Retiree Health Benefits: Trends and Outlook

August 2001
EBRI Issue Brief #236
Paperback, 28 pp.
PDF, 112 kb
Employee Benefit Research Institute, 2001

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Executive Summary

  • This Issue Brief presents the changes to retiree health benefits employers have made as a result of Financial Accounting Statement No. 106 (FAS 106), and possible future changes they may make in response to continued increases in health benefit costs, recent court rulings, and potential federal legislation.
  • FAS 106, approved by the Financial Accounting Standards Board in 1990, required most private companies to significantly alter the way they account for their retiree health benefits beginning with fiscal years after Dec. 15, 1992. FAS 106 dramatically impacts a company's calculation of its profits and losses and thereby creates a strong incentive for financial managers to limit expenses.
  • As a result of FAS 106, and the increasing cost of providing retiree health benefits in general, many employers began a major overhaul of their retiree health benefit programs. Despite FAS 106, most 55-64-year-olds are covered by some form of health insurance. In 1999, 67 percent were covered by employment-based health benefits, nearly 9 percent purchased health insurance directly from an insurer, more than 16 percent were covered by some form of public health insurance, and 14.5 percent were uninsured.
  • The percentage of persons ages 55-64 without health insurance generally has been increasing since 1994, when it was 13.9 percent. This increase has occurred for two reasons: (1) the percentage with public insurance coverage has been declining, and (2) the percentage purchasing insurance directly from an insurer has been declining. In fact, the percentage of persons ages 55-64 with employment-based health benefits generally increased, rising from 65 percent in 1994 to 67 percent in 1999.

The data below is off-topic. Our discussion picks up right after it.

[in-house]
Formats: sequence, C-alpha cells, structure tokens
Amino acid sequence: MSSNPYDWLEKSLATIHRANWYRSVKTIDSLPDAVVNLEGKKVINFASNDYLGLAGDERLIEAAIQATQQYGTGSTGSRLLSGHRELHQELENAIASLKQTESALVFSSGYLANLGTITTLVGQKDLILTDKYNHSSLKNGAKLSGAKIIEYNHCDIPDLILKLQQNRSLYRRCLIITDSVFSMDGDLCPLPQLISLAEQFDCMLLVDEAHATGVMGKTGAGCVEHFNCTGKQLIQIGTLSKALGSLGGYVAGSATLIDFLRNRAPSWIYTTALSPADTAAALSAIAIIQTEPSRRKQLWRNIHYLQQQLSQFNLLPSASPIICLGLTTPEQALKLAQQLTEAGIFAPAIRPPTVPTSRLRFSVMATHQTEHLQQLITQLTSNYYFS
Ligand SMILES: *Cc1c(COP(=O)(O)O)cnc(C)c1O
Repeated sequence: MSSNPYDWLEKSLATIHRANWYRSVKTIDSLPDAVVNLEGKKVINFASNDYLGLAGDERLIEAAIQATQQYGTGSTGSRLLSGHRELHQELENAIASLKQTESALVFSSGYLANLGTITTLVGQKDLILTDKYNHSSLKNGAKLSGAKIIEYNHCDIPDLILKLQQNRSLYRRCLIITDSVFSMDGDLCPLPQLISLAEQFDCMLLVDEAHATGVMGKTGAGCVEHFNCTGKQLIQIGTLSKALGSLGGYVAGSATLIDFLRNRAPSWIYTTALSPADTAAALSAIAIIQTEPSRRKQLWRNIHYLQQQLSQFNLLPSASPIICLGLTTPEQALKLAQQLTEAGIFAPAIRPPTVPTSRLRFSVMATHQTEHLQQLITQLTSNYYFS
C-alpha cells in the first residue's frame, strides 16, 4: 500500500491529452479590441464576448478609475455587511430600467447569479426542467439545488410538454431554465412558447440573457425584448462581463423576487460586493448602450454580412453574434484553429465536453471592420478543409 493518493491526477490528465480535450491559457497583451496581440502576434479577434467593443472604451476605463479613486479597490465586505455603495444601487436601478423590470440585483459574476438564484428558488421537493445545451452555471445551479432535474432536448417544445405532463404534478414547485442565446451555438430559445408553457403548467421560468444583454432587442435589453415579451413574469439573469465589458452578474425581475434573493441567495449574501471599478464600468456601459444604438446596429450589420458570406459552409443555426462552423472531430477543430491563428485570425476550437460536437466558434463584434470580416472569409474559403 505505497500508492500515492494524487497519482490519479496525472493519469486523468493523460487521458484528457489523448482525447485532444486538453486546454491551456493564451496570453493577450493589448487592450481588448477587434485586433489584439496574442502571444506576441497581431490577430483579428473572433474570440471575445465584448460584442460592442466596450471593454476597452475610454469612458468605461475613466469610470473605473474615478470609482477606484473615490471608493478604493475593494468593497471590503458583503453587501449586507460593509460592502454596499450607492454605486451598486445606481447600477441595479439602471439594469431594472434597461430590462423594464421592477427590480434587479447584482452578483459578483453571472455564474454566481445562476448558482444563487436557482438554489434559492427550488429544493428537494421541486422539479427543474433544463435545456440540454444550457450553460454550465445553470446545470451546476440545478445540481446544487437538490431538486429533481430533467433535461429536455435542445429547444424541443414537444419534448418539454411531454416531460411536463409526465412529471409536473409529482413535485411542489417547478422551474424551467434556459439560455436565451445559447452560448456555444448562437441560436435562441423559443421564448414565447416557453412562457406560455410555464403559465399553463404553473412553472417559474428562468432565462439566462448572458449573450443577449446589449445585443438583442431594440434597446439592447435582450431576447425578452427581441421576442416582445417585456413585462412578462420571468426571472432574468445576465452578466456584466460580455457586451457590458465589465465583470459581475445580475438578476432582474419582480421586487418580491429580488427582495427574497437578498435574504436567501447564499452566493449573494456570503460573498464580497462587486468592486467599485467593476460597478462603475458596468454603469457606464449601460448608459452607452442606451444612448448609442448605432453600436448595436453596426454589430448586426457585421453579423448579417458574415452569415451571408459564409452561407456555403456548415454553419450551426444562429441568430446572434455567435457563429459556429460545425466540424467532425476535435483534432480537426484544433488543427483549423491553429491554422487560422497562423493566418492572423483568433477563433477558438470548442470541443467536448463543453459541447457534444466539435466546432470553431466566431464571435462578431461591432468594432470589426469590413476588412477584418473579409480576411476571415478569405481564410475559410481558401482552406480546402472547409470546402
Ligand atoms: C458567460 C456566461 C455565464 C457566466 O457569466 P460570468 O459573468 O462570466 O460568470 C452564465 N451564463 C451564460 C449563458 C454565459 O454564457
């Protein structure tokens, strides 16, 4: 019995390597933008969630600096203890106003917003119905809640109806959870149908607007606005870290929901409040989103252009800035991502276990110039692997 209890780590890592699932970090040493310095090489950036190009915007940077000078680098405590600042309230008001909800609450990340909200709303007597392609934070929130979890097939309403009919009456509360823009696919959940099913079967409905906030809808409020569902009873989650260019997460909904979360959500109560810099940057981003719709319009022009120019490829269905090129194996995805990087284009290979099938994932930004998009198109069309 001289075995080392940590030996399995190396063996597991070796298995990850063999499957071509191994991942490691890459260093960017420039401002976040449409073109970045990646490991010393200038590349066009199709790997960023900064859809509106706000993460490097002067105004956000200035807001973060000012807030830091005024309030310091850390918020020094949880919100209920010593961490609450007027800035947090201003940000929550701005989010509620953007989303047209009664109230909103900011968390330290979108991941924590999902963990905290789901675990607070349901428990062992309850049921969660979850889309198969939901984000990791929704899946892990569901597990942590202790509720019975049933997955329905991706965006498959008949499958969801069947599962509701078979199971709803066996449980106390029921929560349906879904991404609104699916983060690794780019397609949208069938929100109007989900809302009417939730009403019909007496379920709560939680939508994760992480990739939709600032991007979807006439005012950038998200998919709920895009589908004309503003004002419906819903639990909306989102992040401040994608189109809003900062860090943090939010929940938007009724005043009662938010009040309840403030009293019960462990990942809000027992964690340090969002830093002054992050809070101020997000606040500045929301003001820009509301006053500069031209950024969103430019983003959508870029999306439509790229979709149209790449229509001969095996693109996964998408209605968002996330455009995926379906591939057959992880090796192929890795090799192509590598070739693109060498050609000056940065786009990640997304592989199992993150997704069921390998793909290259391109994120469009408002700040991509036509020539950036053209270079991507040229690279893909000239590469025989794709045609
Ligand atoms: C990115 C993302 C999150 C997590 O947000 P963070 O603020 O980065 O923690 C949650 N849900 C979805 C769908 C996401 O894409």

• As a result of FAS 106, some employers placed caps on what they were willing to spend on retiree health benefits. Some added age and service requirements, while others moved to some type of "defined contribution" health benefit. Some completely dropped retiree health benefits for future retirees, while others dropped benefits for current retirees, although this has happened less frequently than the other changes.
  • Federal age-discrimination laws and regulations, as most recently interpreted by federal courts in the Erie County case, may create new incentives for employers to review their retiree health benefits.
  • While the changes employers have made to retiree health benefits do not appear to be having much impact on current retirees, they are likely to be felt most by future retirees who are not yet or may never become eligible for retiree health benefits because the courts have ruled that an employer has a right to terminate or amend retiree health benefits only if it has proved that such a right has been reserved or stated in specific language and on a widely known basis.